MPAA Movie Madness – Showing Films At Youth Programs

Show movies in youth group / youth work

Lights……camera……hold off on the action until you’ve done this

Q: Can I show movies at my youth programs?

A: It absolutely is OK. You just need the usual things – a film, popcorn, maybe some sodas (pop, fizzy drink, etc.) and your public performance license.

If you don’t have a public performance license and are showing films or TV shows to young people at your youth center or non-profit offices (or anywhere else that isn’t your home), you’re in violation of copyright law by holding a public performance.

It doesn’t matter that you aren’t charging or that you’re a non-profit, or even if you work for the government. Unless you hold a special school or library license which covers those entities for showing copyrighted materials to large groups of youth, you’re breaking the law.

According to the MPAA (Motion Picture Association of America – they also do the rating of movies in the US) and The Federal Copyright Act, the following locations all need a license to show movies to the public: bars, restaurants, private clubs, prisons, lodges, factories, summer camps, public libraries, daycare facilities, parks and recreation departments, churches and non-classroom use at schools and universities.

There are three agencies the MPAA suggests you contact to get your public performance license in the US:

  1. Criterion Pictures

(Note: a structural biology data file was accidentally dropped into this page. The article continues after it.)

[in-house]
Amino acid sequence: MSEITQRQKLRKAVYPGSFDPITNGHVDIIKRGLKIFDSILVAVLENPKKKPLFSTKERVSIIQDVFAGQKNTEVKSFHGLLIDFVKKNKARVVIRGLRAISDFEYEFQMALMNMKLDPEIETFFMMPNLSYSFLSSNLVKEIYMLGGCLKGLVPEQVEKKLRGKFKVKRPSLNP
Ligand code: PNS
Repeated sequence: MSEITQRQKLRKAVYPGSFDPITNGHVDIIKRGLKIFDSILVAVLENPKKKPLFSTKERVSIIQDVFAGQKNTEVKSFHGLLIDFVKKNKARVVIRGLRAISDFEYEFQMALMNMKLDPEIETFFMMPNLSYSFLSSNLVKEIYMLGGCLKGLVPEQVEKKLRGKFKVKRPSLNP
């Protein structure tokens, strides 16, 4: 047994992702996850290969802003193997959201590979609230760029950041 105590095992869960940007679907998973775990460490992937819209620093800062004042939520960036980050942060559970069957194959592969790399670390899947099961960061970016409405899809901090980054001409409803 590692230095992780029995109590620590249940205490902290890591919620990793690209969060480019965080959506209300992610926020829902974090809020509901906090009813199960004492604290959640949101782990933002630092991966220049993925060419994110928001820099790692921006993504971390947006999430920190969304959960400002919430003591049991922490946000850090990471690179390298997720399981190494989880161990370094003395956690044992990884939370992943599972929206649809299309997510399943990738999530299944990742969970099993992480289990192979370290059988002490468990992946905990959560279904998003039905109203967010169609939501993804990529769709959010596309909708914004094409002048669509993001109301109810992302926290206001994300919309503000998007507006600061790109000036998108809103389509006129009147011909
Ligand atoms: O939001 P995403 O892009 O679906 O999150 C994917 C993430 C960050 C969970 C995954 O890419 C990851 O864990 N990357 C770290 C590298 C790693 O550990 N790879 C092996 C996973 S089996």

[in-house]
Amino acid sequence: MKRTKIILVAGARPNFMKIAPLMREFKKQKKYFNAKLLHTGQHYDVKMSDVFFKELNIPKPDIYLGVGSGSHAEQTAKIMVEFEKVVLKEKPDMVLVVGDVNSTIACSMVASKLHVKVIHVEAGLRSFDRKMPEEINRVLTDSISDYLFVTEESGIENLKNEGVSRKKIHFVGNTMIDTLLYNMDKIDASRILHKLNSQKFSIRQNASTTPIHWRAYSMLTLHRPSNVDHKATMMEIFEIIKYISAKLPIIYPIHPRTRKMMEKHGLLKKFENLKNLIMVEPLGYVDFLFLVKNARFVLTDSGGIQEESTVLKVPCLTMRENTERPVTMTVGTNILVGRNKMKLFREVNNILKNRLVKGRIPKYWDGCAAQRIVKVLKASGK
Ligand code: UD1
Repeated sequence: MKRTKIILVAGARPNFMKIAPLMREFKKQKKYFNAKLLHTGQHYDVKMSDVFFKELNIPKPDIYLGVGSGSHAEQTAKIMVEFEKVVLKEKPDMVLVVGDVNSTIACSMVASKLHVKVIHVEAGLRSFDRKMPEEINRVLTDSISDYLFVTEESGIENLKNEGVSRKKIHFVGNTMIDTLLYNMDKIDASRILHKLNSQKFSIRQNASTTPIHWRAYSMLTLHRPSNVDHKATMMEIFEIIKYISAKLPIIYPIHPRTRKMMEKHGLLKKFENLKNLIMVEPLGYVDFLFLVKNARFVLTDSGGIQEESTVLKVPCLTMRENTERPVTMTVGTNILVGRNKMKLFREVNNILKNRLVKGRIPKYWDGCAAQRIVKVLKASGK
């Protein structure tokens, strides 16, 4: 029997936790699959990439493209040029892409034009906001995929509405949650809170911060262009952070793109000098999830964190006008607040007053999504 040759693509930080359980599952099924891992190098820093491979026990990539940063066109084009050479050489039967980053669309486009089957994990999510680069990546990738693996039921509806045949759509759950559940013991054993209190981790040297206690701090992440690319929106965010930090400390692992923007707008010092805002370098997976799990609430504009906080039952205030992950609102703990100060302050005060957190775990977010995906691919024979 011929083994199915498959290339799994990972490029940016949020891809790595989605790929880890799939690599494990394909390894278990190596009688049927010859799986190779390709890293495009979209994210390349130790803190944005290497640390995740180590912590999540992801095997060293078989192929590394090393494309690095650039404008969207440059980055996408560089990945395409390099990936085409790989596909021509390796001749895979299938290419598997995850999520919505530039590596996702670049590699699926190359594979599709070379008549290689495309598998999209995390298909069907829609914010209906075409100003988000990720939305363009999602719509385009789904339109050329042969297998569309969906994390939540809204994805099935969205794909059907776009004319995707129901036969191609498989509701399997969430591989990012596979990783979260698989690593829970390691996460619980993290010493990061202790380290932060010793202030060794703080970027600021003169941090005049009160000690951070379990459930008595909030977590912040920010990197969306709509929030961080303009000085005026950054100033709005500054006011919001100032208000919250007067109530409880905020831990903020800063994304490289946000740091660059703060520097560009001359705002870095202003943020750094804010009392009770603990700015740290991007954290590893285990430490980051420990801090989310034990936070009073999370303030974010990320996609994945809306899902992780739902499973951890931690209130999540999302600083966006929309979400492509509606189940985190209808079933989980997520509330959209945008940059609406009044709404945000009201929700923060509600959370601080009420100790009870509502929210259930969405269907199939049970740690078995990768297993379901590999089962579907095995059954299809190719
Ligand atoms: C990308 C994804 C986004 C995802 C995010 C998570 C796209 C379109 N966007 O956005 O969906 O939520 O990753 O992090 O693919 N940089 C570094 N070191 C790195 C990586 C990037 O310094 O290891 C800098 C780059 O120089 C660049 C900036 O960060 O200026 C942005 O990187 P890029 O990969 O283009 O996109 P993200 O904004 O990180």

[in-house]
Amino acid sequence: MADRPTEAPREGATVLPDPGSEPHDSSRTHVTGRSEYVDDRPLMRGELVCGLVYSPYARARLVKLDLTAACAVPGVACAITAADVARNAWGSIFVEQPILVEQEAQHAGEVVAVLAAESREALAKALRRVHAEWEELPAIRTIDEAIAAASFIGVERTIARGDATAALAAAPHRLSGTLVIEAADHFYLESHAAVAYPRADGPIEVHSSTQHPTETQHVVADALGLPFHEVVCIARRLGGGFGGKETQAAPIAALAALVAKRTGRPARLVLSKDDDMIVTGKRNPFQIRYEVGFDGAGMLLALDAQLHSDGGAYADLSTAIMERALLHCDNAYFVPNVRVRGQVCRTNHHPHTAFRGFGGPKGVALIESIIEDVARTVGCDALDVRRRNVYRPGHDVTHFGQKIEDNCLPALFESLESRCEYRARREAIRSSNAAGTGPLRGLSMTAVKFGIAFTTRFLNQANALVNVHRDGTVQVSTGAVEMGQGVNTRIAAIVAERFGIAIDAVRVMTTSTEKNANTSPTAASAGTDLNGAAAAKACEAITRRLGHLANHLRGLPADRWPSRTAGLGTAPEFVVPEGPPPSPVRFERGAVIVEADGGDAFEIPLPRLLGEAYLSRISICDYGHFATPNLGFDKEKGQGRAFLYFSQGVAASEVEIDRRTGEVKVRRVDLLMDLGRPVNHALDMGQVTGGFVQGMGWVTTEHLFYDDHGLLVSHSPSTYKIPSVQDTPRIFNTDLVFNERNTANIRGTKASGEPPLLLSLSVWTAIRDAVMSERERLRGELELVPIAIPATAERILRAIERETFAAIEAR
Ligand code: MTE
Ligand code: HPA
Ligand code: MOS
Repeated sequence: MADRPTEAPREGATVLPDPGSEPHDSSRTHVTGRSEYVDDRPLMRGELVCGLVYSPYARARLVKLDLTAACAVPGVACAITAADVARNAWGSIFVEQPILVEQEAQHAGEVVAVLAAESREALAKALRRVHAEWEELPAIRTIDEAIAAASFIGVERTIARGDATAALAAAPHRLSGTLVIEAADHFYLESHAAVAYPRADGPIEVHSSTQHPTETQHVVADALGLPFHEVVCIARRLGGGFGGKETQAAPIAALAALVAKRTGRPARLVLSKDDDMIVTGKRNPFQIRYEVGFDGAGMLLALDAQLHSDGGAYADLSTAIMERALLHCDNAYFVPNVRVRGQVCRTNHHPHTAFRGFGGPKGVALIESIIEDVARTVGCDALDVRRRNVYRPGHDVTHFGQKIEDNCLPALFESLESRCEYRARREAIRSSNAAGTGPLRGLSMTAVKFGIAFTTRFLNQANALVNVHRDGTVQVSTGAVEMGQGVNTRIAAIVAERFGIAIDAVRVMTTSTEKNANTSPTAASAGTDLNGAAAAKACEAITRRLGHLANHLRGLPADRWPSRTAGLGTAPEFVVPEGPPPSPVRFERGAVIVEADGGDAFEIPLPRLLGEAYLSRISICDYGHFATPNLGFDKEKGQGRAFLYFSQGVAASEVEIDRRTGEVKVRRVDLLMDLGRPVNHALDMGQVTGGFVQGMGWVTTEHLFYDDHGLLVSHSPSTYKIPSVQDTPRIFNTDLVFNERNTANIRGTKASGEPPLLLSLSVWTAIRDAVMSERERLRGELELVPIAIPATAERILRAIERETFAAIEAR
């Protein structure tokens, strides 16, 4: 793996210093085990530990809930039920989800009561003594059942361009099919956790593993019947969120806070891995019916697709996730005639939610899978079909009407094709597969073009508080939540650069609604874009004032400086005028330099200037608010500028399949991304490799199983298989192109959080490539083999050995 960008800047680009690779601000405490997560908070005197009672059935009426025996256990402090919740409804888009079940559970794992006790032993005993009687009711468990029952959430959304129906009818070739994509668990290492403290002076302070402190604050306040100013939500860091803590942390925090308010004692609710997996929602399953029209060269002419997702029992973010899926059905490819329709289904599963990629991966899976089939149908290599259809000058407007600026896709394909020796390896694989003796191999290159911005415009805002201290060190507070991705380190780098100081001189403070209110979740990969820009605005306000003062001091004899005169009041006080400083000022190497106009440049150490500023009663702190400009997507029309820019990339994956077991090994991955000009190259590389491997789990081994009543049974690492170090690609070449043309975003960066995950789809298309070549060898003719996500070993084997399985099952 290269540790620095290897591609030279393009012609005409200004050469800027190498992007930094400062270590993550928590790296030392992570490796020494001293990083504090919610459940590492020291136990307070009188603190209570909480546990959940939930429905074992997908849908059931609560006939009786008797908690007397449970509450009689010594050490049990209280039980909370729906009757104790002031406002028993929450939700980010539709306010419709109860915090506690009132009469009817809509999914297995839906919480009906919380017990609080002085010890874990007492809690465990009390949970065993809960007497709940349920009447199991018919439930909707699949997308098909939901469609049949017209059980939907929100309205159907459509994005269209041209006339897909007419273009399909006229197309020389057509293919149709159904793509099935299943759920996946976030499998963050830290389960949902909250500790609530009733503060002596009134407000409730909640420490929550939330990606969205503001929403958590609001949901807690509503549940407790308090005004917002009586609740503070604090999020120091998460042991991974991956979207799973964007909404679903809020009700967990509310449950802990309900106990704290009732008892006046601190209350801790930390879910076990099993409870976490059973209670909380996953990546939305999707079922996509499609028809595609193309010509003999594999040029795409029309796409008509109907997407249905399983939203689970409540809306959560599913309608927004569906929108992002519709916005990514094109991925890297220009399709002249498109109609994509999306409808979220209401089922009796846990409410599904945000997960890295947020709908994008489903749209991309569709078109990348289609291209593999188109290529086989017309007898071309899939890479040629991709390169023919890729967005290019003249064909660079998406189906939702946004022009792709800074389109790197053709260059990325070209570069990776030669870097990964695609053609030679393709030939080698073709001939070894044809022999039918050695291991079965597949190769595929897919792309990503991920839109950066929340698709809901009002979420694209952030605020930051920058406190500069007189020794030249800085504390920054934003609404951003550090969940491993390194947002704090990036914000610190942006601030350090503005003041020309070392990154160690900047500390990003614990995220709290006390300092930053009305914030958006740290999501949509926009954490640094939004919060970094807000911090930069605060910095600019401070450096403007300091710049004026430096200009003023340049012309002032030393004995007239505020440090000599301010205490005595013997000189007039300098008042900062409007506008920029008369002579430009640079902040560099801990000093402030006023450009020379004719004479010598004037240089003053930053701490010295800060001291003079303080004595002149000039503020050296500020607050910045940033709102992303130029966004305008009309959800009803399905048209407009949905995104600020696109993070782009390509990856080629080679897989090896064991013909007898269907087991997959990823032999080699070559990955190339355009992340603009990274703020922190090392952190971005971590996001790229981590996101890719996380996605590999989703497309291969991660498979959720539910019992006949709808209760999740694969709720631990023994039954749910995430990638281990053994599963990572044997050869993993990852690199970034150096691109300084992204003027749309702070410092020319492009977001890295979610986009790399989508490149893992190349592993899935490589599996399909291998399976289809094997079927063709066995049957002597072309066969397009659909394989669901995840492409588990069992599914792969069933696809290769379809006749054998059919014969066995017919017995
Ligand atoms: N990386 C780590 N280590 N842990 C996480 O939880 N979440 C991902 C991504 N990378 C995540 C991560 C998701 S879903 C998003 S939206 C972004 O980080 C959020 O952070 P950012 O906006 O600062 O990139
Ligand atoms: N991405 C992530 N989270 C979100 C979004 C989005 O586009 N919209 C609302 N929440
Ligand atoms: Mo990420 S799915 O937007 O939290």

2. MPLC
  3. Swank Motion Pictures

Take the time to contact each organization, explain your needs and audience and have them provide you with a quote. From my personal experience, the first and third agencies (Criterion and Swank) work well if you’re planning to show a few titles at a few locations throughout the year. For an umbrella license that covers many films at many locations, I’d suggest contacting the second agency, MPLC. MPLC also offer a worldwide licensing directory where you can research the licensing requirements for countries in North America, Europe, Oceania and South America.

You can find out more about the Public Screen Video License in the UK by contacting Filmbank.co.uk.

Now, are you also wondering about that ‘annual football party’ your faith-based organization holds? You’re OK if you follow these rules.

Question: What films do you like to show to your youth and why? Let us know in the comments below.

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  • Joe Ragusa

    Very interesting. I had no idea. Copyrights are triksy at times, yes? And the link at the very bottom was nicely informative.